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Prized Red Sox shortstop prospect Xander Bogaerts prepares for World Baseball Classic

Boston Red Sox's Xander Bogaerts during team photo day Sunday Feb. 17,  2013, in Fort Myers, Fla. (AP Photo/Chris O'Meara)

Boston Red Sox's Xander Bogaerts during team photo day Sunday Feb. 17, 2013, in Fort Myers, Fla. (AP Photo/Chris O'Meara) Purchase photo reprints »

FORT MYERS, Fla. (AP) — Red Sox shortstop Xander Bogaerts, Boston’s top prospect, is chugging away at his first spring training, doing whatever he can to impress staff and teammates.

Either way, though, he’ll soon be headed out of town.

Bogaerts, 20, a native of Aruba, will be leaving JetBlue Park to join Team Netherlands as it prepares for the World Baseball Classic. The Netherlands begin competition March 2 against South Korea in Taiwan.

“It’s going to be exciting,” Bogaerts said. “Those guys that that I’ve played with growing up, it’s going to be fun playing with them again.”

The Red Sox figure the WBC is a great place for growth. After all, there are few short-term plans with Bogaerts in Boston, as shortstop Stephen Drew signed a one-year contract with the Red Sox and Jose Iglesias, another prized prospect, is still in the mix. So, 2014 might be more of a fit in Boston for Bogaerts. And until then, he just wants to play and prepare.

Along the way, if a position switch pops up, he’s all for it. And that’s a good thing because Team Netherlands would like to pencil him in at third base or designated hitter. The Netherlands has several highly regarded shortstops on its roster, and would like to spread the wealth. Bogaerts, who joined the Red Sox as an amateur free agent in August 2009, is ready, even though he has only played shortstop in his professional career.

“No problem,” he said. “Just to be able to play and be in the lineup, that’s what’s important for me. And to be able to play and help the team win, that’s important to me.”

Bogaerts guessed the last time he played third was “maybe when I was small in Little League.” To prepare for the move, the Red Sox began working him out at third base on Tuesday. He will start at the position Thursday vs. Boston College.

“A typical corner infielder is going to use a one-handed fielding technique, which he naturally went to just moving to third base,” Boston manager John Farrell said. “He’s an infielder and he’s got a lot of natural ability and instincts there. But we’ll get two days of work days with him and then get him in a game.”

It can be disconcerting for any team to have their players out of camp, unable to monitor their performance or progress. The concern grows when it’s a No. 1 prospect. But the Red Sox have communicated with the Netherlands Federation about Bogaerts.

“The only concerns would be just through repetition,” Farrell said. “There’s different angles. A shortstop’s got the ability. He’s further away from the ball, so there’s more of an internal clock, and fielding the hop at its highest point in that last hop. (At third), it’s a little bit more reactionary. There’s going to be a little bit more different angles to it. He’s going to end up playing balls more straight up then be able to either come around a ground ball or come through a given play.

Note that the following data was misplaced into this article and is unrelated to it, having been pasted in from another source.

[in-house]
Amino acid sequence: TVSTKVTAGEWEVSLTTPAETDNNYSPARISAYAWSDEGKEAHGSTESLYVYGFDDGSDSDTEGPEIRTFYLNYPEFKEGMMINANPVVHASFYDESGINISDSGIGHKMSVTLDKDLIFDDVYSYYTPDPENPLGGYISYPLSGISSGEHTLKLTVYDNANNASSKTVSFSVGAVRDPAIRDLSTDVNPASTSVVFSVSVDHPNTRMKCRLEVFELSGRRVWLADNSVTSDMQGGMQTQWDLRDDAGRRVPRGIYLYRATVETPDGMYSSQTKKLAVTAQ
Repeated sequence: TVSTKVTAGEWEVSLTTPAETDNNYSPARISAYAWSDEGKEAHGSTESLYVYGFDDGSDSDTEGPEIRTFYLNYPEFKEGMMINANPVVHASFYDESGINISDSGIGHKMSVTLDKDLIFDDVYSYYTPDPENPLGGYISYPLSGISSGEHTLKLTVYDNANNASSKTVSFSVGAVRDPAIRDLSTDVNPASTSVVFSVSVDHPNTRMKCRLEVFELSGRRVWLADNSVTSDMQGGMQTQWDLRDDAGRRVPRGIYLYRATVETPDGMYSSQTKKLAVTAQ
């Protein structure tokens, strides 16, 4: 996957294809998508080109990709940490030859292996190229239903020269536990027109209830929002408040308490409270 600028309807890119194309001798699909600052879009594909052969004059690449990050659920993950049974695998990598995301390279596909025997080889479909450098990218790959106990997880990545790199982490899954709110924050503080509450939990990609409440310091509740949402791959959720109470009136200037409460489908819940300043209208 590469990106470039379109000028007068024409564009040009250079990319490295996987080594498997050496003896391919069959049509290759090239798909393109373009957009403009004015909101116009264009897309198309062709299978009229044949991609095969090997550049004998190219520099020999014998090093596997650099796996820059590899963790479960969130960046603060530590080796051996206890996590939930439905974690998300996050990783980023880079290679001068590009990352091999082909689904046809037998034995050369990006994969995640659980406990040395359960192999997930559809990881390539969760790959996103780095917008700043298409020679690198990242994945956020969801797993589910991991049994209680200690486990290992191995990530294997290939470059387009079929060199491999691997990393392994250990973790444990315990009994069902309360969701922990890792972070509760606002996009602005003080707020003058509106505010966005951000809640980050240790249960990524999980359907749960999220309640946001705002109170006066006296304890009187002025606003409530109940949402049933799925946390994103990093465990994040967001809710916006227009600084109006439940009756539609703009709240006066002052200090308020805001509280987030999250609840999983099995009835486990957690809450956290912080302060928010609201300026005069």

“Hands and feet are the same, in turns of the timing of it. But there’s no real concern. It’s just getting comfortable with the angle that he’ll be seeing groundballs.”

Manny Machado, once a top prospect for Baltimore at shortstop, made his debut in 2012, appearing in 51 games, all at third base. That situation was a little different than what Bogaerts is facing.

“The major difference between the two is there was a pressing need (for the Orioles),” Farrell said. “And certainly provided (Boston third baseman) Will (Middlebrooks) stays healthy, that need doesn’t exist here. At the same time, it’s an opportunity to expose (Bogaerts) to the position and see where things go as he gets deeper into (his) career.

“As a young guy, you don’t know how that body type is going to continue to mature physically. But by all indications, it seems like he could stay at shortstop.”

Either way, for a team that plays under such a spotlight in Boston, the move has raised some eyebrows. After all, Bogaerts may eventually have to make a permanent move from shortstop. Listed at 6-foot-3, and 175 pounds, there is a good chance he is not done growing.

“(Shortstop) is going to be (the long-term position),” he said. “I’m working hard trying to stay at shortstop. That’s the only position I know playing right now. (But I’ll do) whatever to help the team win.

“Wherever they need me to play, I’ll be able to contribute at that position.”

NOTES: Former catcher and captain Jason Varitek, who retired last spring here, worked with the catchers on Tuesday. ... On Thursday, Boston will play a doubleheader against two schools from back home in Massachusetts: Northeastern and Boston College. Each game will last seven innings. ... The Red Sox open the Grapefruit League season vs. Tampa Bay on Saturday.

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